This diktat of ‘more’ has reached its limits. In a society focused exclusively on economic growth, the discrepancy with regard to the notion of sustainability is getting ever greater. Is growth even necessary? What kind of growth? Material growth, spiritual growth? But before you know it even this question has become all the rage, ready to be marketed – and there you have that economic diktat again. Neither can designers or artists escape it as they try to stand by their beliefs, sometimes averse to –but also full of– opportunism.

In the meantime, the hybridity of the artistic practice –in relation to, among others, design and technology– is increasingly developing into a sort of wasteland of the mind, often very abstract and not seldom getting close to science. In a reflection of a reality which it opposes and in which it also wallows, this practice achieves a position which –in its existential struggle– is a priori polemical, but legitimate. Underground, in the meantime, a mental revolution is quietly taking place. It seems that the great paradigm shift has begun. Accepted ideas are influencing, nudging, pollinating and contesting one another. Even though it is hardly visible yet, the paradigm shift cannot be held back, even though every day frenetic attempts are made to do so. Our social and political structures are not ready for it. And yet that human drive, that instinct for something better, that urge for, who knows, a new sort of sustainability, is no longer stoppable, even if only so as to be able to keep going on this planet for a little while.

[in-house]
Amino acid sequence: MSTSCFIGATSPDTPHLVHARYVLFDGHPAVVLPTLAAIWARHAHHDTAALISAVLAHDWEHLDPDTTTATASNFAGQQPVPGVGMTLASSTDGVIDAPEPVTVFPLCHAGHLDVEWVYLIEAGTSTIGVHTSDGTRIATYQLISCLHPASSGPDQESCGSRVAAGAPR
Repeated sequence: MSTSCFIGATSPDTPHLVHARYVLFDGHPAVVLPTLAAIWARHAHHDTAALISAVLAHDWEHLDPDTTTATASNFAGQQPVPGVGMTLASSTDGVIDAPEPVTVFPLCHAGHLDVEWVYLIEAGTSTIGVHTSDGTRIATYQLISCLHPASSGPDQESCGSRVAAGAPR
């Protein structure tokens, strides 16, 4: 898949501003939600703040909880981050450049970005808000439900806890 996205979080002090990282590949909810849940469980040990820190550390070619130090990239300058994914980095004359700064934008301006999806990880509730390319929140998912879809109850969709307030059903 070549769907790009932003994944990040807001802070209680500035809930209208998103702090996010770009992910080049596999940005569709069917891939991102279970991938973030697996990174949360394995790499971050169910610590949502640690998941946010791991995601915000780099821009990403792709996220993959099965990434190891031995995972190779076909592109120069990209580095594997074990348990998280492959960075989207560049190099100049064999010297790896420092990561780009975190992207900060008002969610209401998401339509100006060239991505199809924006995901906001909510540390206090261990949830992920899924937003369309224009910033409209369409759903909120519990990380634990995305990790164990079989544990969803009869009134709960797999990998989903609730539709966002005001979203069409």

This all takes place at an atomic level, and so on a rather small scale, but – despite the ‘There is no alternative’ credo being drummed into us – it does have an impact. As in a reaction there emerges a kind of microclimate, where the obvious clichés are rejected and where integrity as a concept is valued once more. A climate where not only entrepreneurs take initiatives, but a range of actors, not least in the social and cultural fields. A climate where politics no longer only needs to be practised by politicians or art only by artists. And designers (of whatever kind) must ask themselves whether they still want to design or restyle an umpteenth product, or do something else, something which has never been imagined but which is badly needed.